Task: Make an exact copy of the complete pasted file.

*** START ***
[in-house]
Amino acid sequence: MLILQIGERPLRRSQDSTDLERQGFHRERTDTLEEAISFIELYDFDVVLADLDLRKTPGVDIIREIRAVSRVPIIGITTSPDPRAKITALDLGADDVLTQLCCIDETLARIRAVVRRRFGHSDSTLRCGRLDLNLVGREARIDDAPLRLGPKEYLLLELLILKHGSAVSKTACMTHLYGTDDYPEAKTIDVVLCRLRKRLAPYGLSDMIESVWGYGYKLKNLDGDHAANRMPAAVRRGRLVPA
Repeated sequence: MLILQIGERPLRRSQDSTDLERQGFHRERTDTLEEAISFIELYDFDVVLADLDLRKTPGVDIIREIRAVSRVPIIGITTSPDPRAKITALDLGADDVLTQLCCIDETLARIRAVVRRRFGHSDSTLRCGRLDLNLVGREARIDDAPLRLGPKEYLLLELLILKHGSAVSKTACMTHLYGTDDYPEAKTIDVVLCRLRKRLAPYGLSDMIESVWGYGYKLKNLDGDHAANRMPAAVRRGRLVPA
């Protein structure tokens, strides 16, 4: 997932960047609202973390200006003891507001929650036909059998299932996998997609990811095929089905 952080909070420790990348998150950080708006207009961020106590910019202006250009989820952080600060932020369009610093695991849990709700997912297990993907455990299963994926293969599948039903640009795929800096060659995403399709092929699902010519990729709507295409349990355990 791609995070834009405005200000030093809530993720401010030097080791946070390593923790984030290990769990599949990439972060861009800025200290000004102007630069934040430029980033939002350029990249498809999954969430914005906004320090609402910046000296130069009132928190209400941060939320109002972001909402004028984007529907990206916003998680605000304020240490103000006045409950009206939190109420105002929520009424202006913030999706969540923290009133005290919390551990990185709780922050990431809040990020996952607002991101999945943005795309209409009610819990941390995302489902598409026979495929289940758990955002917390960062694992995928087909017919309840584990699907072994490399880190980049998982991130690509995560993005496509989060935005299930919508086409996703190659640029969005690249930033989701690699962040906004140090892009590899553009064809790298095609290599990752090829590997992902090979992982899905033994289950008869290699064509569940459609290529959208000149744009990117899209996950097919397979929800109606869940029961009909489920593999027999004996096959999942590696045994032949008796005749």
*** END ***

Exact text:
[in-house]
Amino acid sequence: MLILQIGERPLRRSQDSTDLERQGFHRERTDTLEEAISFIELYDFDVVLADLDLRKTPGVDIIREIRAVSRVPIIGITTSPDPRAKITALDLGADDVLTQLCCIDETLARIRAVVRRRFGHSDSTLRCGRLDLNLVGREARIDDAPLRLGPKEYLLLELLILKHGSAVSKTACMTHLYGTDDYPEAKTIDVVLCRLRKRLAPYGLSDMIESVWGYGYKLKNLDGDHAANRMPAAVRRGRLVPA
Repeated sequence: MLILQIGERPLRRSQDSTDLERQGFHRERTDTLEEAISFIELYDFDVVLADLDLRKTPGVDIIREIRAVSRVPIIGITTSPDPRAKITALDLGADDVLTQLCCIDETLARIRAVVRRRFGHSDSTLRCGRLDLNLVGREARIDDAPLRLGPKEYLLLELLILKHGSAVSKTACMTHLYGTDDYPEAKTIDVVLCRLRKRLAPYGLSDMIESVWGYGYKLKNLDGDHAANRMPAAVRRGRLVPA
């Protein structure tokens, strides 16, 4: 997932960047609202973390200006003891507001929650036909059998299932996998997609990811095929089905 952080909070420790990348998150950080708006207009961020106590910019202006250009989820952080600060932020369009610093695991849990709700997912297990993907455990299963994926293969599948039903640009795929800096060659995403399709092929699902010519990729709507295409349990355990 791609995070834009405005200000030093809530993720401010030097080791946070390593923790984030290990769990599949990439972060861009800025200290000004102007630069934040430029980033939002350029990249498809999954969430914005906004320090609402910046000296130069009132928190209400941060939320109002972001909402004028984007529907990206916003998680605000304020240490103000006045409950009206939190109420105002929520009424202006913030999706969540923290009133005290919390551990990185709780922050990431809040990020996952607002991101999945943005795309209409009610819990941390995302489902598409026979495929289940758990955002917390960062694992995928087909017919309840584990699907072994490399880190980049998982991130690509995560993005496509989060935005299930919508086409996703190659640029969005690249930033989701690699962040906004140090892009590899553009064809790298095609290599990752090829590997992902090979992982899905033994289950008869290699064509569940459609290529959208000149744009990117899209996950097919397979929800109606869940029961009909489920593999027999004996096959999942590696045994032949008796005749």